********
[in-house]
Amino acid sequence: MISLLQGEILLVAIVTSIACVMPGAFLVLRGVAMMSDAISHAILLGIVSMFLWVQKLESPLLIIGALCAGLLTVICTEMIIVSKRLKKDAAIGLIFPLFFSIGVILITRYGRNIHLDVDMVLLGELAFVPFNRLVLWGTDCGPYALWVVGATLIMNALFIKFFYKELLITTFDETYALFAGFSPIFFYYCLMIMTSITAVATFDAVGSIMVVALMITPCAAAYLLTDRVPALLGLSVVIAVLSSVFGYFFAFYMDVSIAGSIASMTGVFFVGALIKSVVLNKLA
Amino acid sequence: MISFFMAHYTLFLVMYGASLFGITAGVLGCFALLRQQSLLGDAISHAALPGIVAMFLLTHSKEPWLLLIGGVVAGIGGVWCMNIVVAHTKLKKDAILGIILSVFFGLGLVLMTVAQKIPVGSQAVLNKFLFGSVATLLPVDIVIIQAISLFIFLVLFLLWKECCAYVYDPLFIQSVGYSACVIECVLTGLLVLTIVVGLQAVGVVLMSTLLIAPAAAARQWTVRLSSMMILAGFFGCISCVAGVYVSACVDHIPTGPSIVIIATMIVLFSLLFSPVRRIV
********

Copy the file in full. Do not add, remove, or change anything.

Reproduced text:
[in-house]
Amino acid sequence: MISLLQGEILLVAIVTSIACVMPGAFLVLRGVAMMSDAISHAILLGIVSMFLWVQKLESPLLIIGALCAGLLTVICTEMIIVSKRLKKDAAIGLIFPLFFSIGVILITRYGRNIHLDVDMVLLGELAFVPFNRLVLWGTDCGPYALWVVGATLIMNALFIKFFYKELLITTFDETYALFAGFSPIFFYYCLMIMTSITAVATFDAVGSIMVVALMITPCAAAYLLTDRVPALLGLSVVIAVLSSVFGYFFAFYMDVSIAGSIASMTGVFFVGALIKSVVLNKLA
Amino acid sequence: MISFFMAHYTLFLVMYGASLFGITAGVLGCFALLRQQSLLGDAISHAALPGIVAMFLLTHSKEPWLLLIGGVVAGIGGVWCMNIVVAHTKLKKDAILGIILSVFFGLGLVLMTVAQKIPVGSQAVLNKFLFGSVATLLPVDIVIIQAISLFIFLVLFLLWKECCAYVYDPLFIQSVGYSACVIECVLTGLLVLTIVVGLQAVGVVLMSTLLIAPAAAARQWTVRLSSMMILAGFFGCISCVAGVYVSACVDHIPTGPSIVIIATMIVLFSLLFSPVRRIV